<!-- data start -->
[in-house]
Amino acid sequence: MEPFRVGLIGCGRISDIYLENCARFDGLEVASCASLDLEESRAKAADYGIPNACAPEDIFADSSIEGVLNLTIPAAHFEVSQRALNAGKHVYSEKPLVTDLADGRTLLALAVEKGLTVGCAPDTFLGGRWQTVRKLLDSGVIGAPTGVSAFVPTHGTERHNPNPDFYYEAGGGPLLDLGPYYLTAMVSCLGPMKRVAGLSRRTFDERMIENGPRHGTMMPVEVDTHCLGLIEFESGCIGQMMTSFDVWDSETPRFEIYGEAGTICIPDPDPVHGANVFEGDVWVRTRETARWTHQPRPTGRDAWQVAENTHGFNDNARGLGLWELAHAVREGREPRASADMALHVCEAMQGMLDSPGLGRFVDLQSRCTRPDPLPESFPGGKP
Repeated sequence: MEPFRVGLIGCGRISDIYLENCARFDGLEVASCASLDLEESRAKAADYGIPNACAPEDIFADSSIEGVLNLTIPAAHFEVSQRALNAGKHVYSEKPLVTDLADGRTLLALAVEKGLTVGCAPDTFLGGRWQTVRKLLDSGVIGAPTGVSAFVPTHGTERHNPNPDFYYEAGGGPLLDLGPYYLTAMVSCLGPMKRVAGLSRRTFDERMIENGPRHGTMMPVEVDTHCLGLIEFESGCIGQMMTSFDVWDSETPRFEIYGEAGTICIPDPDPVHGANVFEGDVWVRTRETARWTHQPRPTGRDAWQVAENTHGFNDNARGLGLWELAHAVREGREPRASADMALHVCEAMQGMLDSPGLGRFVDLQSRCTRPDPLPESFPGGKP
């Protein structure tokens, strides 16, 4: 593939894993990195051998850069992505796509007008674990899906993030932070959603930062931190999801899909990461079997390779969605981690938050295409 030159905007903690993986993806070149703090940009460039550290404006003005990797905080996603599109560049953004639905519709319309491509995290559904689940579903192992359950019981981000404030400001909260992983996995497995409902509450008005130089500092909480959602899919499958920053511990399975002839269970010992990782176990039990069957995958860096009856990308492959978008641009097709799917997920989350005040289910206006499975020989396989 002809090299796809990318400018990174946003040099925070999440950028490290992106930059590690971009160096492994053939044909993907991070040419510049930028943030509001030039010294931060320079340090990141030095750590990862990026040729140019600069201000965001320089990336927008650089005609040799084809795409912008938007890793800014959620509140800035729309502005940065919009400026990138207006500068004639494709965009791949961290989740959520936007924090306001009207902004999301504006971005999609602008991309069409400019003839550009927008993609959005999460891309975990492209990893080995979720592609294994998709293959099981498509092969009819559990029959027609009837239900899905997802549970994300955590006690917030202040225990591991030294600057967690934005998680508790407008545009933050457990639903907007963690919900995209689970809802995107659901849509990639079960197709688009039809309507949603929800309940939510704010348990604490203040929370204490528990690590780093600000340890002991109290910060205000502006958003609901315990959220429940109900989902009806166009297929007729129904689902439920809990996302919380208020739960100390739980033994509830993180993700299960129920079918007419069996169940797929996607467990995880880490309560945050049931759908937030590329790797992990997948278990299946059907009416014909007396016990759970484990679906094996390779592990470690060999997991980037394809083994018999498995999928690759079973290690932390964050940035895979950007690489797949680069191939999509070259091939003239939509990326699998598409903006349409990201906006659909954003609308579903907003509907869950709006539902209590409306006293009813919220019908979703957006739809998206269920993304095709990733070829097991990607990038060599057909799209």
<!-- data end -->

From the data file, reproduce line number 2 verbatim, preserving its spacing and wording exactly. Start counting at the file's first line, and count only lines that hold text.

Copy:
Amino acid sequence: MEPFRVGLIGCGRISDIYLENCARFDGLEVASCASLDLEESRAKAADYGIPNACAPEDIFADSSIEGVLNLTIPAAHFEVSQRALNAGKHVYSEKPLVTDLADGRTLLALAVEKGLTVGCAPDTFLGGRWQTVRKLLDSGVIGAPTGVSAFVPTHGTERHNPNPDFYYEAGGGPLLDLGPYYLTAMVSCLGPMKRVAGLSRRTFDERMIENGPRHGTMMPVEVDTHCLGLIEFESGCIGQMMTSFDVWDSETPRFEIYGEAGTICIPDPDPVHGANVFEGDVWVRTRETARWTHQPRPTGRDAWQVAENTHGFNDNARGLGLWELAHAVREGREPRASADMALHVCEAMQGMLDSPGLGRFVDLQSRCTRPDPLPESFPGGKP